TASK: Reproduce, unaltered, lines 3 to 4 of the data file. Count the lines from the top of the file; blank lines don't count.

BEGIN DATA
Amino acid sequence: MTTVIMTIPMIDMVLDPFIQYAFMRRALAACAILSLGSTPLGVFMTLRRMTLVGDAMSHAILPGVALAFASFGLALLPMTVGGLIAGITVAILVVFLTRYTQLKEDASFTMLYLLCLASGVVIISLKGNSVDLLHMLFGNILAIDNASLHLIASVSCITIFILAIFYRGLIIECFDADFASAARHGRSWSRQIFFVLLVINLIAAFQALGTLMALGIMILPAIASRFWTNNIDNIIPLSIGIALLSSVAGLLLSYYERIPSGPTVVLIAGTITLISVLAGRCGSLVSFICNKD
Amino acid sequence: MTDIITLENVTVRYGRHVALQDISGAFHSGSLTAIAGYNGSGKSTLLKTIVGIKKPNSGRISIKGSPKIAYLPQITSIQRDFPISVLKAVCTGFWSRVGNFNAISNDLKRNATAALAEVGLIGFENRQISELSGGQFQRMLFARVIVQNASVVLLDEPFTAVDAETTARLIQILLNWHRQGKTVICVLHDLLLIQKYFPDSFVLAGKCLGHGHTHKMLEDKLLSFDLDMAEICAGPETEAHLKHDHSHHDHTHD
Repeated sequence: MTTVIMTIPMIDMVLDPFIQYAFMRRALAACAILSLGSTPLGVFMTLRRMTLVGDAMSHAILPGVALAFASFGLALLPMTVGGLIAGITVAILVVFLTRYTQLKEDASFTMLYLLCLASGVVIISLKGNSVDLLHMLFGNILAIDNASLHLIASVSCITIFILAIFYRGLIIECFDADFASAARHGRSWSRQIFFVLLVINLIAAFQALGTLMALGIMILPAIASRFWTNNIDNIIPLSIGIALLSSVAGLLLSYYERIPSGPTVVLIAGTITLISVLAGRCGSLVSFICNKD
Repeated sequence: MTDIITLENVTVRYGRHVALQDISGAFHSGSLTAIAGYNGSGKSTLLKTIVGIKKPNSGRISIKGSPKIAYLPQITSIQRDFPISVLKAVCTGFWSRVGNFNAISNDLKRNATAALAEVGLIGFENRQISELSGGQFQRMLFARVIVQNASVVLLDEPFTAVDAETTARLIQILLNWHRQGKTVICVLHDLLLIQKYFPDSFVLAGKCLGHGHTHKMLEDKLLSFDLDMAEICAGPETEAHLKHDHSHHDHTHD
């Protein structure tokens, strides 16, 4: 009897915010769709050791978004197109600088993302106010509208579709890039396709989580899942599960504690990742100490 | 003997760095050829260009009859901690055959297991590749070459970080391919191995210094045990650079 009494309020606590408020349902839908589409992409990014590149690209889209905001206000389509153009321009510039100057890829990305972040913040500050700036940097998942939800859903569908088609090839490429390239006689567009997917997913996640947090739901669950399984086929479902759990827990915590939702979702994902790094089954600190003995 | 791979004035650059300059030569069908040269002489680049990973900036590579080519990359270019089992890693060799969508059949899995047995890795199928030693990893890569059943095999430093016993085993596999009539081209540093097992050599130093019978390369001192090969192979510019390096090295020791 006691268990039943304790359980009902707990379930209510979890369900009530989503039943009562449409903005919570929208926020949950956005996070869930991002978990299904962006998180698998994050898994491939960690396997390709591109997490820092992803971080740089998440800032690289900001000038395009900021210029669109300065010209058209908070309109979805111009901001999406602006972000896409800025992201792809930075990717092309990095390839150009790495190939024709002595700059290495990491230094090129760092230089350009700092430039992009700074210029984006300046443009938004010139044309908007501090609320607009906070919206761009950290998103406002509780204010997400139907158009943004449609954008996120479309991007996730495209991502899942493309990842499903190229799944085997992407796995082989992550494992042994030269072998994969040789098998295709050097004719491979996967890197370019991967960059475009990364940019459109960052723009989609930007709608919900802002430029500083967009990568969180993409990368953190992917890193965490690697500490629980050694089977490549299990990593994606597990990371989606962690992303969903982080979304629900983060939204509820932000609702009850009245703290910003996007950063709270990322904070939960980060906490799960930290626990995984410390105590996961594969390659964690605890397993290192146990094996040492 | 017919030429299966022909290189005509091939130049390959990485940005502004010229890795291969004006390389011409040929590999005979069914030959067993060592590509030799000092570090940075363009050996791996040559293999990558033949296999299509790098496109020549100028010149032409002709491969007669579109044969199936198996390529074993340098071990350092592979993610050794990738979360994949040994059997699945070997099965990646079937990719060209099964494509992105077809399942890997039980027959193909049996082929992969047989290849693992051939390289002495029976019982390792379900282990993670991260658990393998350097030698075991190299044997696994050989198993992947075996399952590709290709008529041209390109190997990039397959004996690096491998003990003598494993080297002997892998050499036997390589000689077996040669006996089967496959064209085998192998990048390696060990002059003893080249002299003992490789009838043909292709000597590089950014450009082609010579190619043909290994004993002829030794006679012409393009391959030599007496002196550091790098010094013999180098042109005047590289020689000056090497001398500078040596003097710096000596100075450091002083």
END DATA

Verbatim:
Repeated sequence: MTTVIMTIPMIDMVLDPFIQYAFMRRALAACAILSLGSTPLGVFMTLRRMTLVGDAMSHAILPGVALAFASFGLALLPMTVGGLIAGITVAILVVFLTRYTQLKEDASFTMLYLLCLASGVVIISLKGNSVDLLHMLFGNILAIDNASLHLIASVSCITIFILAIFYRGLIIECFDADFASAARHGRSWSRQIFFVLLVINLIAAFQALGTLMALGIMILPAIASRFWTNNIDNIIPLSIGIALLSSVAGLLLSYYERIPSGPTVVLIAGTITLISVLAGRCGSLVSFICNKD
Repeated sequence: MTDIITLENVTVRYGRHVALQDISGAFHSGSLTAIAGYNGSGKSTLLKTIVGIKKPNSGRISIKGSPKIAYLPQITSIQRDFPISVLKAVCTGFWSRVGNFNAISNDLKRNATAALAEVGLIGFENRQISELSGGQFQRMLFARVIVQNASVVLLDEPFTAVDAETTARLIQILLNWHRQGKTVICVLHDLLLIQKYFPDSFVLAGKCLGHGHTHKMLEDKLLSFDLDMAEICAGPETEAHLKHDHSHHDHTHD